Secure Cross-Chain Bridges: Developers Face Tradeoffs in Crypto

• Over $2.5 billion worth of crypto assets were stolen in cross-chain bridge hacks from 2021 to 2022.
• Developers have attempted to improve bridge security, but a Uniswap DAO debate shows that none are secure enough for Uniswap’s purposes.
• As a result, some suggest that only multibridge solutions can secure crypto assets in the cross-chain environment of today.

Bridge Hacking

From 2021 to 2022, over $2.5 billion worth of crypto assets were stolen in cross-chain bridge hacks according to Token Terminal. This has prompted developers to try and improve bridge security with more sophisticated protocols such as Celer, LayerZero and Wormhole.

Uniswap DAO Debate

The issue came to light when the Uniswap DAO began discussing deploying Uniswap v3 to the BNB Chain and had to decide which bridge protocol would be used for its governance. During the ensuing debate it became clear that no single solution was secure enough for Uniswap’s needs, leading some observers to conclude that only multi-bridge solutions could provide adequate security for crypto assets in today’s cross-chain environment.

Current Security Issues

As of Feb 15th 2021, DefiLlama estimates there is currently over $10 billion worth of crypto locked on bridges – making bridge security an urgent issue that needs addressing by developers and blockchain networks alike.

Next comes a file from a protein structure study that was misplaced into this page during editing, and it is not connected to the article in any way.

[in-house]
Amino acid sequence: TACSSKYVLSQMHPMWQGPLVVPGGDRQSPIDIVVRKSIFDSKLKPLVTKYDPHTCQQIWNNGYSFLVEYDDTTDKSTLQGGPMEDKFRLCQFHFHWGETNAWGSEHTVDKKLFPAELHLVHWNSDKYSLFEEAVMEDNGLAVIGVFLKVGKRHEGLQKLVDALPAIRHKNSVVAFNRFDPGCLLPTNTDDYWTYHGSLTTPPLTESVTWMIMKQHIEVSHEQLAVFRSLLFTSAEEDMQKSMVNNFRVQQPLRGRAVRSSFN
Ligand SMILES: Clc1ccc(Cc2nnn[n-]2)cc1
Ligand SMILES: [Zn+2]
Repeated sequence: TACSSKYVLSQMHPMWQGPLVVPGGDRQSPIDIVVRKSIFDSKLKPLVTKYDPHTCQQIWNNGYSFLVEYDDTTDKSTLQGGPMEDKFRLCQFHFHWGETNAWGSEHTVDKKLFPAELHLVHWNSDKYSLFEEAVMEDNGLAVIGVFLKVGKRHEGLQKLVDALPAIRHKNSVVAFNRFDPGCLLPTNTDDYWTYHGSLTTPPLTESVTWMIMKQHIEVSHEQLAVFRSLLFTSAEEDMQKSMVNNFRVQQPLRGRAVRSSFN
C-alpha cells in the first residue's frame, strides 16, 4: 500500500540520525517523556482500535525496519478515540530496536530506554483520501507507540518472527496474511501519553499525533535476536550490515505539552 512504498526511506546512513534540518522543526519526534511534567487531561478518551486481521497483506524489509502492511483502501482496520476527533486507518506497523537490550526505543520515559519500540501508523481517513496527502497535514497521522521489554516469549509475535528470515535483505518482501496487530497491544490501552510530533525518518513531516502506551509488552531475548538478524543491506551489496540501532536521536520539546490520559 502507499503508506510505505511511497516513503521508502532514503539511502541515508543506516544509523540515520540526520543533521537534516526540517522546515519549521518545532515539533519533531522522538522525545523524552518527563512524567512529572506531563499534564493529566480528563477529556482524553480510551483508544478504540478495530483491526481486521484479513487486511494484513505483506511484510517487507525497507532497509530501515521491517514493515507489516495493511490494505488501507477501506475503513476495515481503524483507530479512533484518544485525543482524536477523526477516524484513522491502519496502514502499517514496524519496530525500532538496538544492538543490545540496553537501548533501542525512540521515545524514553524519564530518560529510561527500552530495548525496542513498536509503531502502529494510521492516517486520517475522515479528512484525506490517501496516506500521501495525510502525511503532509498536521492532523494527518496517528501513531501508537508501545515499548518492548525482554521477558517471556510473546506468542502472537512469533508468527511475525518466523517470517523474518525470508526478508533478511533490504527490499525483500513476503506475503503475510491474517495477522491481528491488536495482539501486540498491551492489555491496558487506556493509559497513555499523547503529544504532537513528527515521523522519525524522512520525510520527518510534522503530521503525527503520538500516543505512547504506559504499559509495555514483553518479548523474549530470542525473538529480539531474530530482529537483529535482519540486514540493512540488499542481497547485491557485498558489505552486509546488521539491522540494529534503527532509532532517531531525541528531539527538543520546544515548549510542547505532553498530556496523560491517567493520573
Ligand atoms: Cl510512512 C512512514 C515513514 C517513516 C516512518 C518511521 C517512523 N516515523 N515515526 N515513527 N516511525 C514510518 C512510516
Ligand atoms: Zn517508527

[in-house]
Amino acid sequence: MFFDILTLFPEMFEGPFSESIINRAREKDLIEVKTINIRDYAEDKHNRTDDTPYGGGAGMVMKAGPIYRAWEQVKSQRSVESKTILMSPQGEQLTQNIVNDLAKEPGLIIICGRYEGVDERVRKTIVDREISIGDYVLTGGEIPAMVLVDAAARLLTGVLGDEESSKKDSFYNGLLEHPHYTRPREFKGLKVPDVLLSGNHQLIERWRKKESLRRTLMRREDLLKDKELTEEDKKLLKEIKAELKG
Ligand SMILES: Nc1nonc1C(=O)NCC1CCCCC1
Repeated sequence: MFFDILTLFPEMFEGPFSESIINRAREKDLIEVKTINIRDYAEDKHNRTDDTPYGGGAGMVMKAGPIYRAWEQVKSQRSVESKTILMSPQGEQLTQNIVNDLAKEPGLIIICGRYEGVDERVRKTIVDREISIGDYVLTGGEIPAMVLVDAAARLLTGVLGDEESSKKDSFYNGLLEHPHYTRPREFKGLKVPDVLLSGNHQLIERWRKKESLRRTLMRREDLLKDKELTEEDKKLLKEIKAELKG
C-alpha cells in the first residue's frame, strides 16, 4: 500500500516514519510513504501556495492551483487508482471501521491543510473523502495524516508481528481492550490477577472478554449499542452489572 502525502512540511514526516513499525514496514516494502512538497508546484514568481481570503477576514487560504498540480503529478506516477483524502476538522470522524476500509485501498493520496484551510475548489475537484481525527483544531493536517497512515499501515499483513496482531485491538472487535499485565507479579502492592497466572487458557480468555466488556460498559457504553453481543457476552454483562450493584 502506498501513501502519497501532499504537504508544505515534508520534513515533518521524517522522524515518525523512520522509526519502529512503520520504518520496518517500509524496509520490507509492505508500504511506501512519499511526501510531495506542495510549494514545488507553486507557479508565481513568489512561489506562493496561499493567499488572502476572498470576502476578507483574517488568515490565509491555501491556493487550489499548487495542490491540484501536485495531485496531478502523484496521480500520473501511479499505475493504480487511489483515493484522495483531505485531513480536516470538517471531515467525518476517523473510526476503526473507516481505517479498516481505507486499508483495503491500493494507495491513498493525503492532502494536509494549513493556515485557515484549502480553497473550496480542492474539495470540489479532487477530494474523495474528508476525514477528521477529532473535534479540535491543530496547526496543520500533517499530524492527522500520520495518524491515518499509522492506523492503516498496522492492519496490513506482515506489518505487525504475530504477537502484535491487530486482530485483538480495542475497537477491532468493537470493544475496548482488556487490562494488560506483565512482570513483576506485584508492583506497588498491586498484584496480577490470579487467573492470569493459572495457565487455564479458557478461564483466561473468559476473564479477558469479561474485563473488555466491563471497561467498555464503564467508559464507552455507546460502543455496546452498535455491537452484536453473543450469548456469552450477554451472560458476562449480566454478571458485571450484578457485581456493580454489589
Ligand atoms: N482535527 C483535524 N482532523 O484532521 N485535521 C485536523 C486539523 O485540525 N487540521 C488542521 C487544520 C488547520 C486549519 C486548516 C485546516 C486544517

How Bridges Work

Blockchain bridges enable two or more blockchains to share data with each other such as cryptocurrency tokens like USD Coin or Trader Joe (JOE). However, due to each blockchain having its own architecture and database, these coins cannot be sent directly from one network to another – so this is where bridges come into play by allowing users on different networks access their tokens on other networks securely.

Tradeoffs Between Security & Decentralization

When it comes down to upgrading bridges with new features or fixing bugs, developers face tradeoffs between making them upgradeable versus making them decentralized – meaning they must balance between ensuring user safety through improved features against ensuring user control through decentralization protocols like proof-of-stake voting systems or transaction validations via multiple signatories (e.g., multisig wallets).

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